We all love a picture of a giggling baby with an open mouth and no teeth to show. There may not be anything cuter. But, many parents are surprised to find out that babies are actually born with teeth. They’re just not visible until they emerge when the baby is, on average, six to 12 months old. New moms and dads have lots of questions about teeth. We compile some of them here for you.

Once the first tooth comes in, the rest quickly follow. Most kids have a full set of baby teeth by the time they are 3 years old. That’s 20 teeth, to be exact. 10 in the upper arch and 10 in the lower dental arch. These teeth include 4 incisors, 2 canines, and 4 baby molars per arch.

At around 5-7 years old, the baby — or milk teeth — begin to fall out one by one. This is natural: the permanent teeth are coming in and are pushing out the baby teeth.

Kids have their full set of permanent teeth by age 12 or 13. Third molars, or wisdom teeth, grow between the ages 17-25. Some kids don’t grow them at all.

There are 32 permanent teeth in total.

When does my child need to see the dentist?

By age 1 or the eruption of the first tooth. This allows the dentist to make sure oral health care is being done properly at home, examine your child to make sure everything is developing normally and establish a relationship with you and your child that will make their future dental experiences easier and more predictable.

When do I start brushing/cleaning the teeth?

The teeth should be cleaned either with a moist washcloth or a soft toothbrush once they are erupting into the mouth. At first, no toothpaste is applied but the American Academy of Pediatric Dentistry does recommend starting to introduce a fluoride releasing toothpaste as a smear on top of the bristles after the age of 1.

What do I do with a knocked out tooth? Is it gone forever?

Stay calm and take your child, as well as the tooth, to the dentist immediately. Many times if it is a baby tooth, nothing will need to be done except examine the area for signs of the trauma. For adult teeth, it’s much more critical. If possible, put the tooth back into the gums. Read our post about knocked out teeth here. You need to know how to preserve the tooth so you don’t lose your chance to restore it.

If my child splits her lip but there’s nothing wrong with her teeth, can I bring her to the dentist?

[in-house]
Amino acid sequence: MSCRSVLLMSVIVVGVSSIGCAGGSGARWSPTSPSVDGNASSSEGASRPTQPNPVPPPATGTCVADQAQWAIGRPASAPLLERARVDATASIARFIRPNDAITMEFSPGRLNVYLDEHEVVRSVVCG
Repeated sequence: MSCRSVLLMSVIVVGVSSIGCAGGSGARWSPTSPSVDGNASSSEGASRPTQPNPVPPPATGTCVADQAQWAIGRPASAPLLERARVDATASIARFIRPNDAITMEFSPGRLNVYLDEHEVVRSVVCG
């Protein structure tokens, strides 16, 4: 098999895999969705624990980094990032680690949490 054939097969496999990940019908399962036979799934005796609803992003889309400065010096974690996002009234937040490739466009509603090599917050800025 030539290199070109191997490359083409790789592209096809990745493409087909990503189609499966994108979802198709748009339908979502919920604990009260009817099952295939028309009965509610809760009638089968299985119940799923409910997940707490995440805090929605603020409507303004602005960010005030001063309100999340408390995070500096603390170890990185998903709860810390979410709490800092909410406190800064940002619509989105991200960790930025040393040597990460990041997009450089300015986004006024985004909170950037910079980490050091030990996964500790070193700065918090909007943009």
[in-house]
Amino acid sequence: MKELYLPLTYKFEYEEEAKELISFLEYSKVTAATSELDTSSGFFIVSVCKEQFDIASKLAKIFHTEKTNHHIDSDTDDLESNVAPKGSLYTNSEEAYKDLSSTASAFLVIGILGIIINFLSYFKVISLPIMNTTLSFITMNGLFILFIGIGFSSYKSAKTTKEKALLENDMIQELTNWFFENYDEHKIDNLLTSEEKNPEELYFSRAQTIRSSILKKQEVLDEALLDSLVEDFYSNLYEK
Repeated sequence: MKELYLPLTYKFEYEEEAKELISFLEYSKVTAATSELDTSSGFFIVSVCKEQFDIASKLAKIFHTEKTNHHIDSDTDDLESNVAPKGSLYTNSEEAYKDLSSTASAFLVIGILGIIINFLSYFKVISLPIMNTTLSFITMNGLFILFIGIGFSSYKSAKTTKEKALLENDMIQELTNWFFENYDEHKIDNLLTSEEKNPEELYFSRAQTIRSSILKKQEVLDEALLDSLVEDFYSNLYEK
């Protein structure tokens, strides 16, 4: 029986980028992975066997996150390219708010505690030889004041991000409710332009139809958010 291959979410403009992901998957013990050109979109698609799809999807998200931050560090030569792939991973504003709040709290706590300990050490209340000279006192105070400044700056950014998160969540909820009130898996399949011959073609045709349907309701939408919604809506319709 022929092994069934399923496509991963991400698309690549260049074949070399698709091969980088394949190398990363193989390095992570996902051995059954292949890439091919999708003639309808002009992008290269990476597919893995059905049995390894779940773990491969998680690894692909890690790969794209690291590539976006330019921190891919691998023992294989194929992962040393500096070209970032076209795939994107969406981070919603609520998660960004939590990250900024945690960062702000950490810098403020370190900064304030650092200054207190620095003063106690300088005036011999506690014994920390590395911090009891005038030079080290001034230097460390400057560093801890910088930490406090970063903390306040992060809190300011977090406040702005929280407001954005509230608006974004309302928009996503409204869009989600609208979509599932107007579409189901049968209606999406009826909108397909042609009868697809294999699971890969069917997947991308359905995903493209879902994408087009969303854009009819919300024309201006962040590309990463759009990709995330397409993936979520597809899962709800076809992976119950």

Absolutely. Dentists are trained to treat all oral injuries. When we can’t help you, we have connections to area oral surgeons that would be able to assist further. Taking your child to the ER is typically not the preferred option. Read why here.

Is thumb sucking and other oral habits bad for the mouth?

Yes, it can be very detrimental to dental and facial bone development. Stopping this habit in a timely manner will protect your child’s teeth and gums. Read about it here.

Does my child need braces before all the adult teeth are in?

We can assess it with a free orthodontic evaluation. Early detection and interceptive treatment can shorten, simplify, or even completely remove, the need for treatment later on. Read about interceptive orthodontics and how it helps children’s dental health and development.

About Pediatric Dentistry and Orthodontic Specialists of Michigan, the offices of Drs. Plunkett, Ralstrom, Makowski, Thanasas, Ker, and Associates

Pediatric Dentistry and Orthodontic Specialists of Michigan have specialized in pediatric dentistry and orthodontics since 1968. Our family-friendly and newly renovated office gives patients and families a more comfortable and consistent experience with dentistry from the very beginning. Our pediatric dentists treat children from newborn to 18 years of age while our orthodontists provide care for both children and adults and are proud to be Premier Providers of Invisalign and Invisalign Teen services. The ability to treat all patients with compassion and individuality, including those that may have special needs reaches beyond our facility, which has treatment rooms available for children who require additional privacy and customized care options.  We pioneered valued hospital affiliations to allow dental services to be performed at DMC Children’s Hospital and St. John Macomb Hospital, when appropriate or necessary, and our specialists are also proud to be on staff at Henry Ford and Beaumont hospitals.

39400 Garfield Rd., Suite 200
Clinton Township, MI
Phone: 586-286-0700
Fax: 586-286-5932